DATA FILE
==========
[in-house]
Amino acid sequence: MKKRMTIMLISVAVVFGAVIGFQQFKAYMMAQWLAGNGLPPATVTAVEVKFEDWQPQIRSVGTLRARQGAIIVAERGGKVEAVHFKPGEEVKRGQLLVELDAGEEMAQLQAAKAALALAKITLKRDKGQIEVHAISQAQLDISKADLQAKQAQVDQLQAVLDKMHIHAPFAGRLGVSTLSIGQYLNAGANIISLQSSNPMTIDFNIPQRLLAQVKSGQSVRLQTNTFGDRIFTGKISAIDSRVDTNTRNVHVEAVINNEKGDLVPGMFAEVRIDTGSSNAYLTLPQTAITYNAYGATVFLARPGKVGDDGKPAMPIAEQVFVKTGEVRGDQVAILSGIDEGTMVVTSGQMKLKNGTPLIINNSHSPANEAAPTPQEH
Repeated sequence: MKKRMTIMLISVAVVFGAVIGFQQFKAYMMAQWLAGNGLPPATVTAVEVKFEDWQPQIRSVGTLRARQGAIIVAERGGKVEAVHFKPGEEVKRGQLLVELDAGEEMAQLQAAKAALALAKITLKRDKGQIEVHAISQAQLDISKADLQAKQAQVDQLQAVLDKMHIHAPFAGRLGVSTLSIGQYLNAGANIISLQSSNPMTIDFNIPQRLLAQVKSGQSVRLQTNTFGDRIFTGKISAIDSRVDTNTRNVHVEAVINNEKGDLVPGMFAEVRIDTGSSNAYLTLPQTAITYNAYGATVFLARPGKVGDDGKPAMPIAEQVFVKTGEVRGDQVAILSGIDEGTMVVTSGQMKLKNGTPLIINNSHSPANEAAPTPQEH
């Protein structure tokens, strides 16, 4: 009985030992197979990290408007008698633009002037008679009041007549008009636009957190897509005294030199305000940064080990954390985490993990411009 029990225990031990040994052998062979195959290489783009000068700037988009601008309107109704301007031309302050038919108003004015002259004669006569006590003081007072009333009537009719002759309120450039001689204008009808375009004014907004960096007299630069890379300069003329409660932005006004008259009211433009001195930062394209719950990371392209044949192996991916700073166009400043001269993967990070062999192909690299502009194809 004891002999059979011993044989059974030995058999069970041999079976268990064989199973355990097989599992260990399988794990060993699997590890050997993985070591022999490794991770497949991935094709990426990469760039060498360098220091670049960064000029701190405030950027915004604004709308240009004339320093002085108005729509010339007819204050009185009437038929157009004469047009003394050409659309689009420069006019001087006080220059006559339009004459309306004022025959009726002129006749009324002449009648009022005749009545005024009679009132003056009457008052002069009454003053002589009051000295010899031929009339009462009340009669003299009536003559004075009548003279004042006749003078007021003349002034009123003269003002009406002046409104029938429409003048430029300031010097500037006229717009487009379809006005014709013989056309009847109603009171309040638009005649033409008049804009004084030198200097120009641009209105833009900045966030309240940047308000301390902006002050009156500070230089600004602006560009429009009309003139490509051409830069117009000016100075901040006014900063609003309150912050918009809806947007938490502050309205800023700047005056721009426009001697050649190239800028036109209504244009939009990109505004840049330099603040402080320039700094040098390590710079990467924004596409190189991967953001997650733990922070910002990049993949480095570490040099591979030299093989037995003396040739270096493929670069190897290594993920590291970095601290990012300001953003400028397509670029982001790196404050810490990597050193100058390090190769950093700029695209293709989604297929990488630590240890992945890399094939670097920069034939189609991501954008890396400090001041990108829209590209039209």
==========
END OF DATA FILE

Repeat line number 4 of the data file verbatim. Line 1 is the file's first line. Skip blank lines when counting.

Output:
């Protein structure tokens, strides 16, 4: 009985030992197979990290408007008698633009002037008679009041007549008009636009957190897509005294030199305000940064080990954390985490993990411009 029990225990031990040994052998062979195959290489783009000068700037988009601008309107109704301007031309302050038919108003004015002259004669006569006590003081007072009333009537009719002759309120450039001689204008009808375009004014907004960096007299630069890379300069003329409660932005006004008259009211433009001195930062394209719950990371392209044949192996991916700073166009400043001269993967990070062999192909690299502009194809 004891002999059979011993044989059974030995058999069970041999079976268990064989199973355990097989599992260990399988794990060993699997590890050997993985070591022999490794991770497949991935094709990426990469760039060498360098220091670049960064000029701190405030950027915004604004709308240009004339320093002085108005729509010339007819204050009185009437038929157009004469047009003394050409659309689009420069006019001087006080220059006559339009004459309306004022025959009726002129006749009324002449009648009022005749009545005024009679009132003056009457008052002069009454003053002589009051000295010899031929009339009462009340009669003299009536003559004075009548003279004042006749003078007021003349002034009123003269003002009406002046409104029938429409003048430029300031010097500037006229717009487009379809006005014709013989056309009847109603009171309040638009005649033409008049804009004084030198200097120009641009209105833009900045966030309240940047308000301390902006002050009156500070230089600004602006560009429009009309003139490509051409830069117009000016100075901040006014900063609003309150912050918009809806947007938490502050309205800023700047005056721009426009001697050649190239800028036109209504244009939009990109505004840049330099603040402080320039700094040098390590710079990467924004596409190189991967953001997650733990922070910002990049993949480095570490040099591979030299093989037995003396040739270096493929670069190897290594993920590291970095601290990012300001953003400028397509670029982001790196404050810490990597050193100058390090190769950093700029695209293709989604297929990488630590240890992945890399094939670097920069034939189609991501954008890396400090001041990108829209590209039209």